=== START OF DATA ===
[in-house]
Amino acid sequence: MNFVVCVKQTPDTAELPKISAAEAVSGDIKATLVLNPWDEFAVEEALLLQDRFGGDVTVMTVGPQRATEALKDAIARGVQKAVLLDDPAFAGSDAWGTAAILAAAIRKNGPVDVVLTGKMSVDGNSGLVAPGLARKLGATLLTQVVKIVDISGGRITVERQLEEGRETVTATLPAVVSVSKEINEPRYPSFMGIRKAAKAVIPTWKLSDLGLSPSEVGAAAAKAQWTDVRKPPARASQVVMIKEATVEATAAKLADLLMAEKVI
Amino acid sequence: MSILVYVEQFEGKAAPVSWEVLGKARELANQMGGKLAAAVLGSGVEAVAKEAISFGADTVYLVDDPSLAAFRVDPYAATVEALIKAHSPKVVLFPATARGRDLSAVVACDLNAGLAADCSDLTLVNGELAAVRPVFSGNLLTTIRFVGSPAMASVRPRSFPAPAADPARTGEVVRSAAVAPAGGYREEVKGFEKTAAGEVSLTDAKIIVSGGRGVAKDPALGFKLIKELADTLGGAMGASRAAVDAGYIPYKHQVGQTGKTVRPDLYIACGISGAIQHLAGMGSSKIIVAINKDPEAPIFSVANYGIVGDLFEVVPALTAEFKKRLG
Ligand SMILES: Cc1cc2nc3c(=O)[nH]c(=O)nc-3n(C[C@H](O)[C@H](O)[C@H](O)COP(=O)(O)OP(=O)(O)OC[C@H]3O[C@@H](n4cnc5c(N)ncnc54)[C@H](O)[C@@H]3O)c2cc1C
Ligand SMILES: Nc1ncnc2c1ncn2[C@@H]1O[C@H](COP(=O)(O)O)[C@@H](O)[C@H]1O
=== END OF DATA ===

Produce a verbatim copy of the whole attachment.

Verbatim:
[in-house]
Amino acid sequence: MNFVVCVKQTPDTAELPKISAAEAVSGDIKATLVLNPWDEFAVEEALLLQDRFGGDVTVMTVGPQRATEALKDAIARGVQKAVLLDDPAFAGSDAWGTAAILAAAIRKNGPVDVVLTGKMSVDGNSGLVAPGLARKLGATLLTQVVKIVDISGGRITVERQLEEGRETVTATLPAVVSVSKEINEPRYPSFMGIRKAAKAVIPTWKLSDLGLSPSEVGAAAAKAQWTDVRKPPARASQVVMIKEATVEATAAKLADLLMAEKVI
Amino acid sequence: MSILVYVEQFEGKAAPVSWEVLGKARELANQMGGKLAAAVLGSGVEAVAKEAISFGADTVYLVDDPSLAAFRVDPYAATVEALIKAHSPKVVLFPATARGRDLSAVVACDLNAGLAADCSDLTLVNGELAAVRPVFSGNLLTTIRFVGSPAMASVRPRSFPAPAADPARTGEVVRSAAVAPAGGYREEVKGFEKTAAGEVSLTDAKIIVSGGRGVAKDPALGFKLIKELADTLGGAMGASRAAVDAGYIPYKHQVGQTGKTVRPDLYIACGISGAIQHLAGMGSSKIIVAINKDPEAPIFSVANYGIVGDLFEVVPALTAEFKKRLG
Ligand SMILES: Cc1cc2nc3c(=O)[nH]c(=O)nc-3n(C[C@H](O)[C@H](O)[C@H](O)COP(=O)(O)OP(=O)(O)OC[C@H]3O[C@@H](n4cnc5c(N)ncnc54)[C@H](O)[C@@H]3O)c2cc1C
Ligand SMILES: Nc1ncnc2c1ncn2[C@@H]1O[C@H](COP(=O)(O)O)[C@@H](O)[C@H]1O